Thursday, March 20, 2014

The Princess and the Stinky Cheese

I always have a blast with Susanna Leonard Hill's seasonal contests which offer both the inspiration to write and a fun block party atmosphere with a great community of writers. 

The March Madness Contest: Write a children's story, in poetry or prosemaximum 400 words, that is a fractured fairy tale.  You can post entries until Monday March 24 at midnight. 
So fracture a fairy tale and come play! I'll be bringing a stinky cheese plate...

The Princess and the Stinky Cheese

By Lauri C Meyers

"If you don't find a princess to marry soon," the Queen said, "I'll be forced to give the crown to the dog."

"Mother, your ridiculous "true princess" tests are the problem," Prince Plumbottom whined. "Let's see. Merida didn't feel the grain of rice in her pillow."

"Snored like a bear."

"Fiona couldn't taste donkey snot in her soup."

"Gobbled it down like a dragon."

"Even if a princess passed your test," Prince Plumbottom said, "Princesses are so boring. I want to marry a daring lass!"

"Very well, son. We will look for a true princess who is also daring. I know just the right test."

"Here comes a girl now, and she has a branch in her hair!" he clapped his hands. "This young woman has had an adventure."

The prince skipped over to the soaking wet maiden.  

"Hello, I'm Prince Plumbottom."

"Hello, I'm Princess Peabody," she said. "I was tracking a rattlesnake, but I fell into the river and now I'm quite lost."

"A rattlesnake? How daring!" the prince squealed. "Won't you join us for lunch?"

Princess Peabody wiped her muddy face with a napkin. She was about to blow her nose, but stopped when she heard the Queen whisper "Stinky Cheese Test" to the prince. She had heard of queens like this.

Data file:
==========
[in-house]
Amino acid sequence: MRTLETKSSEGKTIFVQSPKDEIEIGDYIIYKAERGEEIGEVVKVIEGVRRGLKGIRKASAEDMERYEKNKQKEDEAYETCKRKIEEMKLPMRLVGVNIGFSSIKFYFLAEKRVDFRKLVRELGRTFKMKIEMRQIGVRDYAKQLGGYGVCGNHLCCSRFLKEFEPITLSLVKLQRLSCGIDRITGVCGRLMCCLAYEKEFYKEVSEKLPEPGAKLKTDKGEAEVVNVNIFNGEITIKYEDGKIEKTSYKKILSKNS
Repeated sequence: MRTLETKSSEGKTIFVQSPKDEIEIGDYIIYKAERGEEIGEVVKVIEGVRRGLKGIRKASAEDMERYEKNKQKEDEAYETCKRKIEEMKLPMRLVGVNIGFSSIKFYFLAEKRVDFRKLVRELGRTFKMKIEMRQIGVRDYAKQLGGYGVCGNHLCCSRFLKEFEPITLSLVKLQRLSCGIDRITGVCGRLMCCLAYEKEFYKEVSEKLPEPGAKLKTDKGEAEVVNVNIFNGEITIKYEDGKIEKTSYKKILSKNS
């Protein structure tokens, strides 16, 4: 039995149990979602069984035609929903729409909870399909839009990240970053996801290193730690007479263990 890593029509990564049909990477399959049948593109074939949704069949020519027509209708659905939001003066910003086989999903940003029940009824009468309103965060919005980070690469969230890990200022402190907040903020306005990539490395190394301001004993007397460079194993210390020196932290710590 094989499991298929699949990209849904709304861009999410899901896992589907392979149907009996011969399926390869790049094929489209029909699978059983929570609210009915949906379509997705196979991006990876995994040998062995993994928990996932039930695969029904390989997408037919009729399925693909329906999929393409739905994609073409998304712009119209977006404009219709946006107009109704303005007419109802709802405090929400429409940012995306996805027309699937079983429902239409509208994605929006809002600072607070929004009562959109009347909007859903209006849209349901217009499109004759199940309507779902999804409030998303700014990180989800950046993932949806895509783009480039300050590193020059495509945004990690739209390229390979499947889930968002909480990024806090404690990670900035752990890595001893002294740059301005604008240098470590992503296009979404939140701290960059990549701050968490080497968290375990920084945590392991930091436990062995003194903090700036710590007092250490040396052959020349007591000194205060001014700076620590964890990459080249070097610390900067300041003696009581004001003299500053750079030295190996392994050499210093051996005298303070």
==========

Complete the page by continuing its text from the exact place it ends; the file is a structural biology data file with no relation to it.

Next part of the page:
"Cheese, dear?" the Queen asked.

"Oh, it's a lovely green," Princess Peabody said. "But it's not nearly stinky enough."

The prince beamed.

The Queen thumped on the table. "Cook! Bring the stinkier cheese!"

The cook held a handkerchief over her nose and presented the stinkier cheese.

"Yummy. It smells like an ogre's shoe," the princess said. "But my Kingdom has much stinkier cheese."

The Queen's face turned red. "Guards! Find the stinkiest cheese in the land!"

The knights returned with a metal trunk which smelled like a dragon's armpit.

"Open it!" the Queen commanded.

(Happy Dog by vikush via
with cheese by halifaxsxc via
The knights closed their armor masks and reached with a sword to open the chest.  The stench was so horrific, so terrible, so... stinky that everyone fainted.

Everyone except Princess Peabody.

She fed the stinky cheese to the royal dog who didn't mind the smell at all. Then she blew her nose, finally clearing it of river mud.

The Queen came to and saw the empty cheese plate. "A true princess!"

Prince Plumbottom declared, "A daring princess!"

Burp! The dog agreed.

And they all lived stinkily ever after. 

Tuesday, March 18, 2014

A Peek Behind the Stacks - An Interview with my Children's Librarian